Sensationalism Strikes Smart Money Magazine

It must be tough running a financial magazine these days.  Your readers question your credibility because they know you completely blew the meltdown of the U.S. economy – offered not a hint about a world about to go to hell in a hand basket; your readers don’t need you as much as they used to because what’s the point of reading about how to invest your money when you’re still afraid to invest any of your money; and of course, there are all those free places online to read pretty much the same stuff, including the magazines’ own web sites.

The Curmudgeon suspects that Smart Money magazine is experiencing these blues.  He generally likes Smart Money and has been a subscriber for at least ten years, maybe as many as fifteen.  The magazine’s thinner than it used to be; there’s not much point in those big mutual fund companies advertising for new customers when people are still stuffing their money in their mattresses.  The editor-in-chief launches each edition with a column better suited to follow the words “dear diary” than a national magazine.  Smart Money has been redesigned, but really, other than the people who work there, who really cares about such things?  It’s replaced a bunch of faceless columnists who didn’t see the meltdown coming with a new batch of faceless columnists who seem even more clueless than their predecessors.  Some of the magazine’s regular features are growing long in the tooth, too:  “ten things,” which used to be a really smart monthly article that gave readers fresh insight into how some aspect of their financial lives is managed by the businesses they patronize – “ten things your health insurer won’t tell you,” “ten things your banker won’t tell you,” “ten things your travel agent won’t tell you” – long ago ran out of interesting and worthwhile subjects.  The March 2012 issue features “ten things baristas won’t tell you” (“4:  not all beans pack the same punch”).  Wow:  talk about punchless.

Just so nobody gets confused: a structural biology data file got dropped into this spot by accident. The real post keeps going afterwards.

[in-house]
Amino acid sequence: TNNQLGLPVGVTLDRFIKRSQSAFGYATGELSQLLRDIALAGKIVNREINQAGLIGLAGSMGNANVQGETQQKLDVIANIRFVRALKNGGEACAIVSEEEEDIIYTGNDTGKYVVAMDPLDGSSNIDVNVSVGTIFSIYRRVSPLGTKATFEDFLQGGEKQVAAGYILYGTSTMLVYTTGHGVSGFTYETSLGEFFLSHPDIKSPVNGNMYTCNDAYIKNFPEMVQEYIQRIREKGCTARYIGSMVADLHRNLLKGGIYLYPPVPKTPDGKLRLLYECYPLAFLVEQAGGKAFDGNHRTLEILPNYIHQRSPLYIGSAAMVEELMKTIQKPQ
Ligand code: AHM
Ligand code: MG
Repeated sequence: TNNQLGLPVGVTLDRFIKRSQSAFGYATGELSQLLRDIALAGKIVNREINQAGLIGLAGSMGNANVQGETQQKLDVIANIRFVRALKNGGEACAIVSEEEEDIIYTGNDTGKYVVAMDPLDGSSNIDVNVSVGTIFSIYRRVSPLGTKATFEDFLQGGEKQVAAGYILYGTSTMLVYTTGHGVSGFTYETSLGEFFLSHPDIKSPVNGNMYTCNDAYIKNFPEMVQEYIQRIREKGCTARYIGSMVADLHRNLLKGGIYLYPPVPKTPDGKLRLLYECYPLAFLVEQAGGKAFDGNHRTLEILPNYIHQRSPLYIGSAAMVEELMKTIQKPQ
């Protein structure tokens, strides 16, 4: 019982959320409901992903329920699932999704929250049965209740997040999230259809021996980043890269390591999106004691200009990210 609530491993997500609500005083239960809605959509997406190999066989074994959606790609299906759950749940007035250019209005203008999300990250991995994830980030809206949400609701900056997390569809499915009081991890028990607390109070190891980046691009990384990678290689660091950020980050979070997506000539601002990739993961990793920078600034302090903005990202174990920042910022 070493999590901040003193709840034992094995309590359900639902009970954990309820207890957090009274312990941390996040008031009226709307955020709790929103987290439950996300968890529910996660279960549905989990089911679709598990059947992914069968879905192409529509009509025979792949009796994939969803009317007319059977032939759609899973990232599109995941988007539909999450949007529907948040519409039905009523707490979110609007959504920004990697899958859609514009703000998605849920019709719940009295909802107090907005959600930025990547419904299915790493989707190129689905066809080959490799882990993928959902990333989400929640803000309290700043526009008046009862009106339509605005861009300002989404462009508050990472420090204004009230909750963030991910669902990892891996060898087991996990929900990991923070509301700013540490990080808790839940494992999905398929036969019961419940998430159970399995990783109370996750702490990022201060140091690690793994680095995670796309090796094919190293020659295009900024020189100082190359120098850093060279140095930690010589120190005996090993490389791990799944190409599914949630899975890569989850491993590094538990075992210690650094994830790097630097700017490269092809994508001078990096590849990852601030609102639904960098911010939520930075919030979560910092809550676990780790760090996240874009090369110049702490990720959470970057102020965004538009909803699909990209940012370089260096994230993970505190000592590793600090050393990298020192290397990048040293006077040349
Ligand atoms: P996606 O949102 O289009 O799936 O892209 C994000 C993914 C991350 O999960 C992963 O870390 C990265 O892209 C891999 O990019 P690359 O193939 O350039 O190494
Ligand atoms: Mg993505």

It’s no wonder that when Smart Money sent The Curmudgeon a renewal notice and asked for $23.95 for a year’s subscription and he scribbled on the subscription card that he now felt the magazine was only worth $12 a year, they quickly sent him an invoice for $12 for a year’s worth of magazines.

Possibly worried about their future, the magazine’s brain trust resorted to an old but tried and true tactic:  when all else fails, try to instill fear in your readers.

How?  A cover emblazoned with “The High Cost of Living:  Making it to 100 With Money to Spare…” and a cover story titled “Outliving Expectations.”

The article’s thesis:  With people living longer than ever, it may be time for us to reconfigure our retirement savings with the assumption that we may live to 100.

The Curmudgeon would not make up such stuff.

Great timing, Smart Money.  People are scared, the declining economy has shot the hell out of our retirement savings, and now you put out some nonsense about how we may all be screwing up by not saving enough money to last until we’re 100 years old.

Well, if it helps you sell more magazines, that’s really all that matters to you folks, right?


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  • Scott  On March 22, 2012 at 12:45 pm

    I’m going to try your “half price renewal” tactic on my next “on the fence” magazine subscription opportunity. Nice tip!

    • foureyedcurmudgeon  On March 22, 2012 at 12:54 pm

      It’s not the first time I’ve done it and it’s never failed me yet. I wouldn’t try it with a small magazine like Mother Jones or Washington Monthly that relies on subscriptions to keep its head above water, but a mass market magazine like Smart Money or Kiplinger’s, because it makes its money more from advertisers than from subscribers, needs subscribers. They need you more than you need them – and I think this willingness to discount their price proves it. Good luck!

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